Pakistan-Taliban peace talks begin in Islamabad
Taliban puts what it says is a captured U.S. spy dog on display in Kabul
A long-awaited first round of peace talks between the Pakistani government and Taliban insurgents began in Islamabad on Thursday, a government source said, after numerous delays and growing doubt over the chance of their success.
The Afghan Taliban in Kabul have released video footage featuring a dog they claim to have captured spying for U.S. troops during fighting in eastern Afghanistan last December, Pakistan Today reported at its website
The dog was captured during a night raid in eastern Afghanistan in late December. It was wearing a harness with a GPS tracking device, a flashlight and a small camera, militants said.
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Pakistani Taliban insurgents have been battling for years to topple the central government and establish strict Islamic rule, but Prime Minister Nawaz Sharif believes the movement is now ready to find a negotiated settlement and stop fighting.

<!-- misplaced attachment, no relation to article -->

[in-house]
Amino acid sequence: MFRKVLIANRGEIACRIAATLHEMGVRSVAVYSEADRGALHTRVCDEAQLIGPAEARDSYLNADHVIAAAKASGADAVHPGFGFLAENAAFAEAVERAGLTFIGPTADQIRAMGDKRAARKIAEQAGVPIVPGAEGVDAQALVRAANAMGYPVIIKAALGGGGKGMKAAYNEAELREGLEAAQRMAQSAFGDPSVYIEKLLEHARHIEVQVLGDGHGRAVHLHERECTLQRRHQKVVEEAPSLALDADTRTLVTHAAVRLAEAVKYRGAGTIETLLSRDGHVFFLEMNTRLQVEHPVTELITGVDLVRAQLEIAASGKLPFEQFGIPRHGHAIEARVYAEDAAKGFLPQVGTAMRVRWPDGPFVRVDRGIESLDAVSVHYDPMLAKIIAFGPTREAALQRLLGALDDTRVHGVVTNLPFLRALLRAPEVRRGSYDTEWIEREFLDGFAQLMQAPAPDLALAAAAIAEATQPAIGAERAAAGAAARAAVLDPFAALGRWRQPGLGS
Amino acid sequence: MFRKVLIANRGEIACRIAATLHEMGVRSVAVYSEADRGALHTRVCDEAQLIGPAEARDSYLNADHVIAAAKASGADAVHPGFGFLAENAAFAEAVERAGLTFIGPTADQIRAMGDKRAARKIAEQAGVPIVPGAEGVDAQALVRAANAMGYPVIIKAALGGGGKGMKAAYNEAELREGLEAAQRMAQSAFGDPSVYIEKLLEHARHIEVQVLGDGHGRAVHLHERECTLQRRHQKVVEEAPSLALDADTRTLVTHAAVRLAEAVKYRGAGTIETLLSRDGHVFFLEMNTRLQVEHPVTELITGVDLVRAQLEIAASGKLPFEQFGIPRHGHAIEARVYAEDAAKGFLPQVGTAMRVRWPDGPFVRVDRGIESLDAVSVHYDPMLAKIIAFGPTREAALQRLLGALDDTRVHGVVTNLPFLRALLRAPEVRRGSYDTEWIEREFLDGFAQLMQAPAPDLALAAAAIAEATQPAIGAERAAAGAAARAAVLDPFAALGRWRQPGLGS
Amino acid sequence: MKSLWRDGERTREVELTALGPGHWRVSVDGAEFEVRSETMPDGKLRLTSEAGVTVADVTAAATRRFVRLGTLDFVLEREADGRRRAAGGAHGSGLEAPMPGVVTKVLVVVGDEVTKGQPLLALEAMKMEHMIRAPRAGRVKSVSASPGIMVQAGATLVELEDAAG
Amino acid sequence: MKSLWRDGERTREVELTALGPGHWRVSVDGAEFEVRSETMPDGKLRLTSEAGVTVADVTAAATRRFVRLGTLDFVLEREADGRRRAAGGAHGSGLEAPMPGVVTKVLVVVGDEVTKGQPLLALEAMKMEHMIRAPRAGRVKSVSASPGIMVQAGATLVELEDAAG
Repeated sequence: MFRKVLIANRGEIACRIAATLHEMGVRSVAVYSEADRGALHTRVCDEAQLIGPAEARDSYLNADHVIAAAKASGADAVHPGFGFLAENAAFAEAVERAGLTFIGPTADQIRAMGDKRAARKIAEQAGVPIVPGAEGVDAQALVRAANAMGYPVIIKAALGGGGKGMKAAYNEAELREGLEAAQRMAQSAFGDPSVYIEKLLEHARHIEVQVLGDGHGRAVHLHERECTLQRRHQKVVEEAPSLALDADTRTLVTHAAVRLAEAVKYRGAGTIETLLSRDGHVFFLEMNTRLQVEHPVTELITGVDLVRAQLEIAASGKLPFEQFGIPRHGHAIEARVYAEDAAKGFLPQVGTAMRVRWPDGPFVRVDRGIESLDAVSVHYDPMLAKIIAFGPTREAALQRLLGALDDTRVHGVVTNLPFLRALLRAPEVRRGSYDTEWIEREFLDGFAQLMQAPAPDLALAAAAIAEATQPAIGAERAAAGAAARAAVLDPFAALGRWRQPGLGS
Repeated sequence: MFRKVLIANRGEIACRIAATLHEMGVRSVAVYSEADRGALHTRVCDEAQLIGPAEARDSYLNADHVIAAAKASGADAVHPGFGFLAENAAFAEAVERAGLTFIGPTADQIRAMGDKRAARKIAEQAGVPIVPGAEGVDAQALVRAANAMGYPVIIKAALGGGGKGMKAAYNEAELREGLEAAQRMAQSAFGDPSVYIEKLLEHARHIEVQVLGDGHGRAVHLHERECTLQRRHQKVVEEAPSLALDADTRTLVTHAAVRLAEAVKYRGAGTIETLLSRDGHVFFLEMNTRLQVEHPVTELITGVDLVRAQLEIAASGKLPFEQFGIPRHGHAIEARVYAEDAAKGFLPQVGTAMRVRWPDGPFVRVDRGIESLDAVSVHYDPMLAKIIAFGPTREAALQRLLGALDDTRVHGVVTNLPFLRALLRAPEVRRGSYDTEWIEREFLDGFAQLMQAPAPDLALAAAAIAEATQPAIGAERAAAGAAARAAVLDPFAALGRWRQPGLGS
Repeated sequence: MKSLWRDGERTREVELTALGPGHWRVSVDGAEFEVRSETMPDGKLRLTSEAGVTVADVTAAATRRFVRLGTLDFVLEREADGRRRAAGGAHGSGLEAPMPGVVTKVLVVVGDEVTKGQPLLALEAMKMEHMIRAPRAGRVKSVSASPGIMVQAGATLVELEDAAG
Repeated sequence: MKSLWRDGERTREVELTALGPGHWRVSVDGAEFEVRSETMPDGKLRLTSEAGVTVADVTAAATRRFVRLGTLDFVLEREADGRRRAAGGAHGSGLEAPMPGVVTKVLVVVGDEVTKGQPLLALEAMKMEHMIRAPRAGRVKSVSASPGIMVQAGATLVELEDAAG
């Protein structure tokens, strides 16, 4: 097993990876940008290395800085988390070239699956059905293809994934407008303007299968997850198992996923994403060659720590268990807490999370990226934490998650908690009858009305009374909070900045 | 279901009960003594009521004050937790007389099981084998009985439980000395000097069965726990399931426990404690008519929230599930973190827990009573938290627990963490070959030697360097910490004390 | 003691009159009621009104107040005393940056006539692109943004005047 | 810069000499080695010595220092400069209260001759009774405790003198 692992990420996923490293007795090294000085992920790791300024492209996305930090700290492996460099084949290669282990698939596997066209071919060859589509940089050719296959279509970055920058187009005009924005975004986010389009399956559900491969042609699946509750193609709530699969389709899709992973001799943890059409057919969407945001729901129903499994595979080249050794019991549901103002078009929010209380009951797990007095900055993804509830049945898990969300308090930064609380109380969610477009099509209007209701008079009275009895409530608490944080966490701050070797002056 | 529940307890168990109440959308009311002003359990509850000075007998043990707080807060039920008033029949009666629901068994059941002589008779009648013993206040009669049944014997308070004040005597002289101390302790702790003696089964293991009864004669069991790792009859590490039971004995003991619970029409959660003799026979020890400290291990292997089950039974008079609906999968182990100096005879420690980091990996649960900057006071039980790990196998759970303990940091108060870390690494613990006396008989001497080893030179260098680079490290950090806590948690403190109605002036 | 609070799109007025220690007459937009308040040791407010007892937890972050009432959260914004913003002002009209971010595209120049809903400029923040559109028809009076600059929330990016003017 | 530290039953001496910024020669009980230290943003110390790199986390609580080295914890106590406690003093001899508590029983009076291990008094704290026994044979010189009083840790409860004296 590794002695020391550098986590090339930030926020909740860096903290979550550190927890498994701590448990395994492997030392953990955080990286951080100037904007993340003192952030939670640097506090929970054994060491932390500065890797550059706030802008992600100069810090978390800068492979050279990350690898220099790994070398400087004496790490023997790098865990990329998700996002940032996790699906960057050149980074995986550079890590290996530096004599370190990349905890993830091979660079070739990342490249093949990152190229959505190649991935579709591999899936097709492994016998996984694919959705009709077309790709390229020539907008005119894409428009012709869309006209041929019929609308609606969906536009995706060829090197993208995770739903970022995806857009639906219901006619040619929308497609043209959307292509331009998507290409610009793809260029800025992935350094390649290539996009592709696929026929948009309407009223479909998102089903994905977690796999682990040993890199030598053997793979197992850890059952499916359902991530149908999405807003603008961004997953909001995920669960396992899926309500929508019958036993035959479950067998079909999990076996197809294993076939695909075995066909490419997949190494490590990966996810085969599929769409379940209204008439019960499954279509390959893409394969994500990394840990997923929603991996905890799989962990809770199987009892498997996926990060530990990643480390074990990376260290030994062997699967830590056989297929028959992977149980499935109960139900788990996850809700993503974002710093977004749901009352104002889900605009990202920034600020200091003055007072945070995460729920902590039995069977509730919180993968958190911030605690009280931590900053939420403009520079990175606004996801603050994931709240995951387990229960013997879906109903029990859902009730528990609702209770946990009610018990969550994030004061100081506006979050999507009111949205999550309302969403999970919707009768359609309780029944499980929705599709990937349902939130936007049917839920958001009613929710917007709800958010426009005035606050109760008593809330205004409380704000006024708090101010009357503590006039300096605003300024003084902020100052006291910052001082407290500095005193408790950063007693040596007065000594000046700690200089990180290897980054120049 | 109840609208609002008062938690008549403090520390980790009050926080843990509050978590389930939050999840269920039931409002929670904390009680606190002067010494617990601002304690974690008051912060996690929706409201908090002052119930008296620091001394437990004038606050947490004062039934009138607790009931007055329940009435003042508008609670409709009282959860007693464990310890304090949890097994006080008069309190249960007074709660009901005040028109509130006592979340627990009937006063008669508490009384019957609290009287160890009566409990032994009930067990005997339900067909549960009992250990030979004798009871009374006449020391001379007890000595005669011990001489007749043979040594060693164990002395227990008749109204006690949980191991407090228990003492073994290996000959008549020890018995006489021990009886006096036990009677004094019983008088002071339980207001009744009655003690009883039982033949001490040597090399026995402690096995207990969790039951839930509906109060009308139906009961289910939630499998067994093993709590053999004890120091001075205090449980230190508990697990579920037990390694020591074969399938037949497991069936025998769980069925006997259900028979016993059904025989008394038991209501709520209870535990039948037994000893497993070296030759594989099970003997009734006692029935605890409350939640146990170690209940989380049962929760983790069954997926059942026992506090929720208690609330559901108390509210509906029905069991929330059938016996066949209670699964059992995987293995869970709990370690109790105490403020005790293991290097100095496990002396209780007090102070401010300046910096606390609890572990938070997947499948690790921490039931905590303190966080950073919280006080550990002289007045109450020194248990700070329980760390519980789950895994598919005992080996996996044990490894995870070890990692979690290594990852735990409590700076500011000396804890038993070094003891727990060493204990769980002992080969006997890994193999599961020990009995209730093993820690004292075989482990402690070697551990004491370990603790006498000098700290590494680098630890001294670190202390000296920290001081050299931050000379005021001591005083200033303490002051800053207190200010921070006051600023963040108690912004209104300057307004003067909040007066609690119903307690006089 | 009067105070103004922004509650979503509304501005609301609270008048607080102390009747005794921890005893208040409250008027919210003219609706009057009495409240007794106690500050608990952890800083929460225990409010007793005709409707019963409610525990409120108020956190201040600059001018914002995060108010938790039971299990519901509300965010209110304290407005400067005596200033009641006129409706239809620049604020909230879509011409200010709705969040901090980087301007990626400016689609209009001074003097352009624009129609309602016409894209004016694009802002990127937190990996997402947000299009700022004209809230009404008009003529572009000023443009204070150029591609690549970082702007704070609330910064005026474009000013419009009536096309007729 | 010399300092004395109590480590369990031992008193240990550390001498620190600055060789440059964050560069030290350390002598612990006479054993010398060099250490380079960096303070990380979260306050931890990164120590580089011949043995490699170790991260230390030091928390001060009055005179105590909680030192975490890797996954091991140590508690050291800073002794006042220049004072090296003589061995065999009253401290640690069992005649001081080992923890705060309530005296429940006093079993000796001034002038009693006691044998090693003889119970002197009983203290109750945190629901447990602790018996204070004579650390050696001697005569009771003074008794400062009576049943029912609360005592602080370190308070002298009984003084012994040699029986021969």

"The progress of the talks will be submitted to the prime minister," the government official, who declined to be named, as he is not authorised to comment on progress of the talks, told Reuters. "They are meeting at an undisclosed location."
Several earlier efforts at engaging the militants in dialogue have failed, only allowing the movement time to regroup, recruit new fighters and strike back with renewed vengeance.
On Tuesday, the first attempt at talking to the Taliban got off to a shambolic start after government negotiators failed to turn up at an agreed time, angering representatives of the insurgents.
Dawn newspaper cited sources as saying that Thursday's meeting was being held in a cordial atmosphere. Negotiators on both sides could not immediately be reached for comment.
Many in Pakistan doubt that talking to an insurgent group that stages almost daily attacks in the country would yield any result.
Militants have stepped up attacks against security forces since the beginning of the year, prompting the army to send fighter jets to bomb their strongholds in the ethnic Pashtun region of North Waziristan, along the Afghan border, and triggering talk that a major ground offensive is in the works.